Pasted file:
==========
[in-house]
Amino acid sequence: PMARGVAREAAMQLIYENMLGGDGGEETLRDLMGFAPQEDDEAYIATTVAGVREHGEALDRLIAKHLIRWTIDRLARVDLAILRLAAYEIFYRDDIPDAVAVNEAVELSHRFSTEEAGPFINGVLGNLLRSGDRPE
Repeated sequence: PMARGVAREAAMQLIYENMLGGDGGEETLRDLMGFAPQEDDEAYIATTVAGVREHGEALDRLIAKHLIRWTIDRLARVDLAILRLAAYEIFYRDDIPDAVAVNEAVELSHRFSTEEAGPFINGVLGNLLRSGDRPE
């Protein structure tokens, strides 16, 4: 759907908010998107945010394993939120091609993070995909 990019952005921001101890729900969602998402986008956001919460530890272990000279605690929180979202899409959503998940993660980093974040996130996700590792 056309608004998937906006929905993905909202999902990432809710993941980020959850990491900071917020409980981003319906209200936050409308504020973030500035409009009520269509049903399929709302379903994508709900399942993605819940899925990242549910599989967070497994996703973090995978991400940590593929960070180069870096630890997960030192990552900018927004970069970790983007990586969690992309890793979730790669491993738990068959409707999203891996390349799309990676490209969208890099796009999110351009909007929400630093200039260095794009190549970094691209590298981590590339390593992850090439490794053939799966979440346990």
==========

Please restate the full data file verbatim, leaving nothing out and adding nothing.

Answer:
[in-house]
Amino acid sequence: PMARGVAREAAMQLIYENMLGGDGGEETLRDLMGFAPQEDDEAYIATTVAGVREHGEALDRLIAKHLIRWTIDRLARVDLAILRLAAYEIFYRDDIPDAVAVNEAVELSHRFSTEEAGPFINGVLGNLLRSGDRPE
Repeated sequence: PMARGVAREAAMQLIYENMLGGDGGEETLRDLMGFAPQEDDEAYIATTVAGVREHGEALDRLIAKHLIRWTIDRLARVDLAILRLAAYEIFYRDDIPDAVAVNEAVELSHRFSTEEAGPFINGVLGNLLRSGDRPE
């Protein structure tokens, strides 16, 4: 759907908010998107945010394993939120091609993070995909 990019952005921001101890729900969602998402986008956001919460530890272990000279605690929180979202899409959503998940993660980093974040996130996700590792 056309608004998937906006929905993905909202999902990432809710993941980020959850990491900071917020409980981003319906209200936050409308504020973030500035409009009520269509049903399929709302379903994508709900399942993605819940899925990242549910599989967070497994996703973090995978991400940590593929960070180069870096630890997960030192990552900018927004970069970790983007990586969690992309890793979730790669491993738990068959409707999203891996390349799309990676490209969208890099796009999110351009909007929400630093200039260095794009190549970094691209590298981590590339390593992850090439490794053939799966979440346990």